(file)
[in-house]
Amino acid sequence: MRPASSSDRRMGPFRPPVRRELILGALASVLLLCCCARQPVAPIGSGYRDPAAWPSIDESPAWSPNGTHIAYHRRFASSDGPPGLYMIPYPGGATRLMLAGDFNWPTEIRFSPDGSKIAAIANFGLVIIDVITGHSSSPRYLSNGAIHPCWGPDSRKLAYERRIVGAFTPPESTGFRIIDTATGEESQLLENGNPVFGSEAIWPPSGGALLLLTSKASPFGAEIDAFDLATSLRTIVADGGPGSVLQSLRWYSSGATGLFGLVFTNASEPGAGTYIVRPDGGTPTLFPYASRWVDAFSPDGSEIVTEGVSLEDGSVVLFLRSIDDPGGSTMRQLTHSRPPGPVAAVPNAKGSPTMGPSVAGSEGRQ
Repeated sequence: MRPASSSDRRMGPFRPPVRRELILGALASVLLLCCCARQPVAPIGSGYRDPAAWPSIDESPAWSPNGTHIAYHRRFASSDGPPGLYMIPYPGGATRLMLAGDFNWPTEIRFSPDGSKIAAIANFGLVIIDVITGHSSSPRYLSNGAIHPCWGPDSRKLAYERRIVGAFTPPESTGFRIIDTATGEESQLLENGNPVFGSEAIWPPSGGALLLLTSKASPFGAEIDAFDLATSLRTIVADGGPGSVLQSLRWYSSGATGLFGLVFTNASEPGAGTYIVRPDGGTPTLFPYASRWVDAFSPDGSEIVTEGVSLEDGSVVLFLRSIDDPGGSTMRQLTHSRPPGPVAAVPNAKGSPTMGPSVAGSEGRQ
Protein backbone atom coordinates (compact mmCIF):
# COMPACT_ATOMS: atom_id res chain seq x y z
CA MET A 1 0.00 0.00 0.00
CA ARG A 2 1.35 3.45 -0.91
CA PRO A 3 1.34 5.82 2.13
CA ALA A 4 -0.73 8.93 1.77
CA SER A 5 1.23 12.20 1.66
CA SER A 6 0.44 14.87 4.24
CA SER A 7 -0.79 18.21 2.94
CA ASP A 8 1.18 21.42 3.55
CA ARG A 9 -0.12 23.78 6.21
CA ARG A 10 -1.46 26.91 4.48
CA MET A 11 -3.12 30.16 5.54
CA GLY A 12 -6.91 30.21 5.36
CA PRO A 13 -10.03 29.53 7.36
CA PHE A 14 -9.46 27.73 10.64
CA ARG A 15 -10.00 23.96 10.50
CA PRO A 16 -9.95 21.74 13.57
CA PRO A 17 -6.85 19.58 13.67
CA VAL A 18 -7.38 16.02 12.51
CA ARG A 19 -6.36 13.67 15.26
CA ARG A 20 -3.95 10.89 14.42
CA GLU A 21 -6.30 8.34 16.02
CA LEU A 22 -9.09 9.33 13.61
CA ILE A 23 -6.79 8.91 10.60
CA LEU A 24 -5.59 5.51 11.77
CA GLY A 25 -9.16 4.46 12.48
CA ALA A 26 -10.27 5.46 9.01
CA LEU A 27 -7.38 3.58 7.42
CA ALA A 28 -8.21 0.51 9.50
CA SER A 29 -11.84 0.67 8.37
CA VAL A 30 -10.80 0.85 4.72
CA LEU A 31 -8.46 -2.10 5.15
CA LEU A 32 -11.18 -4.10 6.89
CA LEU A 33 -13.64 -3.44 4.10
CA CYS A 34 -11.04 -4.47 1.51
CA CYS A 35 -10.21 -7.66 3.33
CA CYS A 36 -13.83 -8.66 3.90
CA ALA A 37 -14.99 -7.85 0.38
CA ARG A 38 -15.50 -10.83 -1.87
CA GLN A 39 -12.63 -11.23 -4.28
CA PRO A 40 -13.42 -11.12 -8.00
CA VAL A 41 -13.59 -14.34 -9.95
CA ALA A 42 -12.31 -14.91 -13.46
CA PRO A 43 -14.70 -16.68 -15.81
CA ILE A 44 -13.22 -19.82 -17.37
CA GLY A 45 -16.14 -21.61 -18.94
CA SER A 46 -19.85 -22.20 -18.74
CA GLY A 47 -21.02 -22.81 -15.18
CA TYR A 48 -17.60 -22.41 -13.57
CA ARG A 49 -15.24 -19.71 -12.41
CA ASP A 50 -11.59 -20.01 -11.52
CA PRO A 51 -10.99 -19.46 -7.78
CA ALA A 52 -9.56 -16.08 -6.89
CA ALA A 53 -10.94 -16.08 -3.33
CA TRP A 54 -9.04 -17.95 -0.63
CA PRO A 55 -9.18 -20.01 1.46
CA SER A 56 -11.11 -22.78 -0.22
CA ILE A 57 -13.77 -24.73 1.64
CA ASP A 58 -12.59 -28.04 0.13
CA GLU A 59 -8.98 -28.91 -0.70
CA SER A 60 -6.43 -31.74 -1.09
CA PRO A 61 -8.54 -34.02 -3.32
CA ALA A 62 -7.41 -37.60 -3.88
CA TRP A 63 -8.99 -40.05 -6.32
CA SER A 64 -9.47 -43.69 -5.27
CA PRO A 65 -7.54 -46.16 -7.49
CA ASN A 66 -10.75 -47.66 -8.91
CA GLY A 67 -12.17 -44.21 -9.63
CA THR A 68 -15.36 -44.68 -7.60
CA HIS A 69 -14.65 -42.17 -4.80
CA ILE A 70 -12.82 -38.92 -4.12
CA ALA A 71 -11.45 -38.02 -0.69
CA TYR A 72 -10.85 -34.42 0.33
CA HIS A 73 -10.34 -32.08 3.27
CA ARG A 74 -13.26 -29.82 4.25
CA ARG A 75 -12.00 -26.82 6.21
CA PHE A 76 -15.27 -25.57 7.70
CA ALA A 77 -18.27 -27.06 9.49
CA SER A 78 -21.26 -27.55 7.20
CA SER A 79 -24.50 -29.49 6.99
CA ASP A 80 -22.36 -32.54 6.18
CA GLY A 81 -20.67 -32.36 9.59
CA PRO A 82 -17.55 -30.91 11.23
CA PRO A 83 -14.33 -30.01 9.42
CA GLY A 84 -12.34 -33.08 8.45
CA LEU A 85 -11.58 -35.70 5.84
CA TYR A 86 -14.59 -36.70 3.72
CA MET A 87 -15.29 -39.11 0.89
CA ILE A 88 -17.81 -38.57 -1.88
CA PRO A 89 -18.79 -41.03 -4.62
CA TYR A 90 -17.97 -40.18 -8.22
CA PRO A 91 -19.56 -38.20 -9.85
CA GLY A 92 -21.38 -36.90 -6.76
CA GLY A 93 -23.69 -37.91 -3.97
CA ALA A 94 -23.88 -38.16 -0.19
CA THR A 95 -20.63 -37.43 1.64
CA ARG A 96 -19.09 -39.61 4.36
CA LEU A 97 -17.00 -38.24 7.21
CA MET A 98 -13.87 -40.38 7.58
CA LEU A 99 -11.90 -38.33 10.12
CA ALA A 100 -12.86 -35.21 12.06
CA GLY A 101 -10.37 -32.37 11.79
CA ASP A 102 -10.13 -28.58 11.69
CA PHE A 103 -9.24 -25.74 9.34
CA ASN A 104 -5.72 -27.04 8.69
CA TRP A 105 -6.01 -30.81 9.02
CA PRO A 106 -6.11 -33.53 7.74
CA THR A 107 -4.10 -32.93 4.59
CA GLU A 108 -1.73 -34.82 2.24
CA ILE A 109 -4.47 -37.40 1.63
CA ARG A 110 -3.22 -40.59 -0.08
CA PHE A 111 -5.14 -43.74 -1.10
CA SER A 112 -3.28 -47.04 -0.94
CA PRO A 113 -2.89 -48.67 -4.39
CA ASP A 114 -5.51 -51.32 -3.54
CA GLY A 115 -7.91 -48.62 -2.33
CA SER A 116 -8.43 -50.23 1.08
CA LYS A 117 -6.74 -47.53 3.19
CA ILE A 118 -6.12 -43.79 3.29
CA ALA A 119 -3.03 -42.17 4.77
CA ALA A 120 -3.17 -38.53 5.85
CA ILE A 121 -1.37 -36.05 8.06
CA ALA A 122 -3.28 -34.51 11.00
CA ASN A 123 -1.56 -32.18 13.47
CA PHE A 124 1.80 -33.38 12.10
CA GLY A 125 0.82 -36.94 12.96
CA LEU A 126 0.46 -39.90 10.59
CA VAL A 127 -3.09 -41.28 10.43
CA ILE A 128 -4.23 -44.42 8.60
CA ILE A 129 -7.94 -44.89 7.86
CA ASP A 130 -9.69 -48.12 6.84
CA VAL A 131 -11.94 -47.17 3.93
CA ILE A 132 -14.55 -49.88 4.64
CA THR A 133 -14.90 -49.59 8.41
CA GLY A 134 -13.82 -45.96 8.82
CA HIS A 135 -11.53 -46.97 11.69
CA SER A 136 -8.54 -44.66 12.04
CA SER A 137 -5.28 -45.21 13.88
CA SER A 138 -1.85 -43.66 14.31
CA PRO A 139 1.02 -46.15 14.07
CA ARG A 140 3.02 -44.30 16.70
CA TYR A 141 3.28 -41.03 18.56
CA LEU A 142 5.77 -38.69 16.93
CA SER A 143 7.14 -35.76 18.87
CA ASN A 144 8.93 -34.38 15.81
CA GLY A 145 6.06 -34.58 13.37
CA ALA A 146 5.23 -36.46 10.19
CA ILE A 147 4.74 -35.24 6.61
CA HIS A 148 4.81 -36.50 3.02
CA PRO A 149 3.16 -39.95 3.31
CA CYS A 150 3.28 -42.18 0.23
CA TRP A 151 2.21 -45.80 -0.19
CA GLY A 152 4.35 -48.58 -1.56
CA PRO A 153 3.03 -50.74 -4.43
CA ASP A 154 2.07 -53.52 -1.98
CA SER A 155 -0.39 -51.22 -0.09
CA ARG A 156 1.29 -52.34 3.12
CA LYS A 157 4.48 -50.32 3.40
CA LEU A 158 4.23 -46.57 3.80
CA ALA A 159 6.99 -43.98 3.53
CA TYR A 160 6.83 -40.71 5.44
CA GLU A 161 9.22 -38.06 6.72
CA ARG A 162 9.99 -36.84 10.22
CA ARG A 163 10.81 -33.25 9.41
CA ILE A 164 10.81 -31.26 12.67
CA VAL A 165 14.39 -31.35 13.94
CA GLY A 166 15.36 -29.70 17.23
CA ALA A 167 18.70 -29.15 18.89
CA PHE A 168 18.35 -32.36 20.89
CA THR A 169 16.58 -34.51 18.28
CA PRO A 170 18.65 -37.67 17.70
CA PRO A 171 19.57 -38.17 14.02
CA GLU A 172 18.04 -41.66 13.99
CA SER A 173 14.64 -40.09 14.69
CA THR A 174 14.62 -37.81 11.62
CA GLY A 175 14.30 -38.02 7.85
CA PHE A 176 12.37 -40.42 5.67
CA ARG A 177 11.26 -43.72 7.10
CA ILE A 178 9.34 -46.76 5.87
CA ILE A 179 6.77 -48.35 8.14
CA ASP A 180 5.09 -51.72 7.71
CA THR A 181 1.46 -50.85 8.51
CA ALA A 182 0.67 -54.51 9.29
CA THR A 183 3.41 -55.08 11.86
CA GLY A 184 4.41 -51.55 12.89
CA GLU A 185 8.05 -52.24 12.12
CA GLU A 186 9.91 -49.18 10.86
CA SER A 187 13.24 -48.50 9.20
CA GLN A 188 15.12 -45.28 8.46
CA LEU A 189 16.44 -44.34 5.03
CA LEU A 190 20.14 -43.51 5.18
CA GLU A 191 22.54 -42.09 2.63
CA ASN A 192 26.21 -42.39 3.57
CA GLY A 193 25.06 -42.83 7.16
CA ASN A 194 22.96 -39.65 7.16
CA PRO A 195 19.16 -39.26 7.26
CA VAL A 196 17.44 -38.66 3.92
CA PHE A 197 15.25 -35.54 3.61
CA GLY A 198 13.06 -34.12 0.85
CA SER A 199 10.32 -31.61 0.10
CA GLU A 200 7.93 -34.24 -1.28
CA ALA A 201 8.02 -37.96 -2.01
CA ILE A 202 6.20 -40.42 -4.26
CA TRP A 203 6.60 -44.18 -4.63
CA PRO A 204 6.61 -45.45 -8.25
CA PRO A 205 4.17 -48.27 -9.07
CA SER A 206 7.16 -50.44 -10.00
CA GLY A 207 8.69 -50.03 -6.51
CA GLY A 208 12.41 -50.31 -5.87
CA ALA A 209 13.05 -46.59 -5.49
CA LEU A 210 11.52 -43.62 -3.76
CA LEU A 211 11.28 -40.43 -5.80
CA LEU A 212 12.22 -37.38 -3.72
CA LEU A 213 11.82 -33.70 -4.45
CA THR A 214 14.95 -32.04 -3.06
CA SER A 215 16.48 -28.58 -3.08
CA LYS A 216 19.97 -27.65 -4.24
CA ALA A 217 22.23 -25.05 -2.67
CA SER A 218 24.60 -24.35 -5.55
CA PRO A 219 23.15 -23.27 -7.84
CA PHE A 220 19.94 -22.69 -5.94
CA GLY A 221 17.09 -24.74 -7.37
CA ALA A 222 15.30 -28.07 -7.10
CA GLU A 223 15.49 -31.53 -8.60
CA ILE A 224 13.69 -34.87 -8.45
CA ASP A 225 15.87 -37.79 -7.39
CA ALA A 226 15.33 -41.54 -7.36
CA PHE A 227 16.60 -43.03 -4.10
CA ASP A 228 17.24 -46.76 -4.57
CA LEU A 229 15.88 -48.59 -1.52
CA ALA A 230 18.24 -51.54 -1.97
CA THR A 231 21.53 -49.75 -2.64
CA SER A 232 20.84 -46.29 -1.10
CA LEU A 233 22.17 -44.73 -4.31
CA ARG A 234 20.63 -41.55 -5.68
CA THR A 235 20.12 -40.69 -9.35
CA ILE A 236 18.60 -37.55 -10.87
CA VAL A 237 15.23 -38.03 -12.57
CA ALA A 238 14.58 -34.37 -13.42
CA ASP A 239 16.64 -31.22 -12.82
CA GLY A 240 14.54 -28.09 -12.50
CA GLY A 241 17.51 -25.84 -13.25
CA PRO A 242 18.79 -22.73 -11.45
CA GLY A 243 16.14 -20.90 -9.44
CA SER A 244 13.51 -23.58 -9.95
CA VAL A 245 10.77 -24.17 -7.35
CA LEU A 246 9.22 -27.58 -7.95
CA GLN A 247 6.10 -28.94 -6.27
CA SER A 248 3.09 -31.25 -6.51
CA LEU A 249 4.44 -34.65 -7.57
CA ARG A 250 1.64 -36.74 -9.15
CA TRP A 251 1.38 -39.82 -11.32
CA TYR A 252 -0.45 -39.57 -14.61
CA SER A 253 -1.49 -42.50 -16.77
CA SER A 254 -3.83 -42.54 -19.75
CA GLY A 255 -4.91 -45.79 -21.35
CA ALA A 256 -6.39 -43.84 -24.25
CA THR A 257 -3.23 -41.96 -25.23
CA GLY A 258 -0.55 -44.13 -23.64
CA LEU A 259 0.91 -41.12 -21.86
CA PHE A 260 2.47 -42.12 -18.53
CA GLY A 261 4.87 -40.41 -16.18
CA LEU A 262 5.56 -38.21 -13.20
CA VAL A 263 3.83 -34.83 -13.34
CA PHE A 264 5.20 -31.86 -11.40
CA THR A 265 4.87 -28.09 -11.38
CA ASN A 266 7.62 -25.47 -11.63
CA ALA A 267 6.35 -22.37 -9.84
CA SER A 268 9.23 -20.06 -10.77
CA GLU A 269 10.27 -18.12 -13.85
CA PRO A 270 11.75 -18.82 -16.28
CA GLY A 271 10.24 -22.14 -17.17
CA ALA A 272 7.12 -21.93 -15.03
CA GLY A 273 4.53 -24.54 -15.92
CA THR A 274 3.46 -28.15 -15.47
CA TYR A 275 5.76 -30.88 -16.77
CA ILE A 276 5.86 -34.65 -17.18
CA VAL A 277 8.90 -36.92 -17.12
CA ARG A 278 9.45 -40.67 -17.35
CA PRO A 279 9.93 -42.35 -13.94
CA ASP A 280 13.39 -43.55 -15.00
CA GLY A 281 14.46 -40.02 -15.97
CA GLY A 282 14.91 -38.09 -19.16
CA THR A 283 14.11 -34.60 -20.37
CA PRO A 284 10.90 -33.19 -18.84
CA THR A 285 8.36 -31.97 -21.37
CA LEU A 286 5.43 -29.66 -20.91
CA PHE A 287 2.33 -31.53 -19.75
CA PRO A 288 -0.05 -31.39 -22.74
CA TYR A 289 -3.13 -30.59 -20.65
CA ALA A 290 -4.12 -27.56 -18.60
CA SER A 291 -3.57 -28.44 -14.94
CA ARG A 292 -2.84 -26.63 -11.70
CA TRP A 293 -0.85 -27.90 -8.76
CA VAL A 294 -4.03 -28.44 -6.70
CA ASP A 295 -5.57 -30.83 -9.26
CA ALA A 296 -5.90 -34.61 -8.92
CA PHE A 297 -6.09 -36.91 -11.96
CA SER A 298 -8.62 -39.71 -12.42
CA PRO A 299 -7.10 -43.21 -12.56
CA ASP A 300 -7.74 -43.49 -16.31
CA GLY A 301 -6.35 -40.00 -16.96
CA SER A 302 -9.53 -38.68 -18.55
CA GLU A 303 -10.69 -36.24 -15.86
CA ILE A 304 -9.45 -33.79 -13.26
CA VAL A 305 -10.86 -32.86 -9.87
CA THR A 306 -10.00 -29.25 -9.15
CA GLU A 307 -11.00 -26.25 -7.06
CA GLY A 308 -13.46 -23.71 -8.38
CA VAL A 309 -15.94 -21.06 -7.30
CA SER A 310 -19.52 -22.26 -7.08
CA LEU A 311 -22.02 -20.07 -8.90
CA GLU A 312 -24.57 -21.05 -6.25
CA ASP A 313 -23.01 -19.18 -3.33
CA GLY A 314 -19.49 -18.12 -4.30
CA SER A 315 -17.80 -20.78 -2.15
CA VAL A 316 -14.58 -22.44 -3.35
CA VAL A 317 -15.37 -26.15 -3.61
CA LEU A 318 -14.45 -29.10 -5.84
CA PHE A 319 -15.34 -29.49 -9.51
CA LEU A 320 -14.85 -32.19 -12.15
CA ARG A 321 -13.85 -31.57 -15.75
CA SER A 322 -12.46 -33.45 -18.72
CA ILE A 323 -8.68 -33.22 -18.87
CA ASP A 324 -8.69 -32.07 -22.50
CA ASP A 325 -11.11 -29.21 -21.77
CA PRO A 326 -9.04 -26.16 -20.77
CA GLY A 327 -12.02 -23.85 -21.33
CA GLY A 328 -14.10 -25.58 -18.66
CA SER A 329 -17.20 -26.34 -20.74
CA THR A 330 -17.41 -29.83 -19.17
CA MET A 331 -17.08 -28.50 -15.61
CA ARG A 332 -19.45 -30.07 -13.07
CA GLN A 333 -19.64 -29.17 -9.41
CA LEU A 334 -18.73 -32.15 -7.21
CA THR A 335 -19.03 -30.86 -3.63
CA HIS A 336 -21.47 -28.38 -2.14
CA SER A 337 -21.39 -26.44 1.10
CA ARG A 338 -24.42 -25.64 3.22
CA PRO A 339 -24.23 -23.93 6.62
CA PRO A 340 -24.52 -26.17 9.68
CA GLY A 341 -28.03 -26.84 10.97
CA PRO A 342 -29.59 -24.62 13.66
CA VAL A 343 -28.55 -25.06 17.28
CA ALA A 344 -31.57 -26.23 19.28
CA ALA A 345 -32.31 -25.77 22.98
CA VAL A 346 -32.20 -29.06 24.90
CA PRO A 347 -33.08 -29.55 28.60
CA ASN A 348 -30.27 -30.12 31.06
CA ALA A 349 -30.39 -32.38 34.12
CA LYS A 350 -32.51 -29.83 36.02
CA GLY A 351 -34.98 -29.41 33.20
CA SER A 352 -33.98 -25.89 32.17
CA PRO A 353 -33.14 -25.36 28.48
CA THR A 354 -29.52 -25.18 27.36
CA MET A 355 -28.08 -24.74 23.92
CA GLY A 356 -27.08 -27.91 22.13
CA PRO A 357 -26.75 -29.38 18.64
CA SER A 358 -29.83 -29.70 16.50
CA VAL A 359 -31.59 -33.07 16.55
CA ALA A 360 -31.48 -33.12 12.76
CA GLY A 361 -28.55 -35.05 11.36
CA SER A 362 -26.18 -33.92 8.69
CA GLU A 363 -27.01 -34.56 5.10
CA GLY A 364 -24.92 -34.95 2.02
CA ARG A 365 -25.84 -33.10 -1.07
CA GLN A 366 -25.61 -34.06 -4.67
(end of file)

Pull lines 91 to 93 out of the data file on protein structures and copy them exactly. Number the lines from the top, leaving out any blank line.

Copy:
CA TYR A 86 -14.59 -36.70 3.72
CA MET A 87 -15.29 -39.11 0.89
CA ILE A 88 -17.81 -38.57 -1.88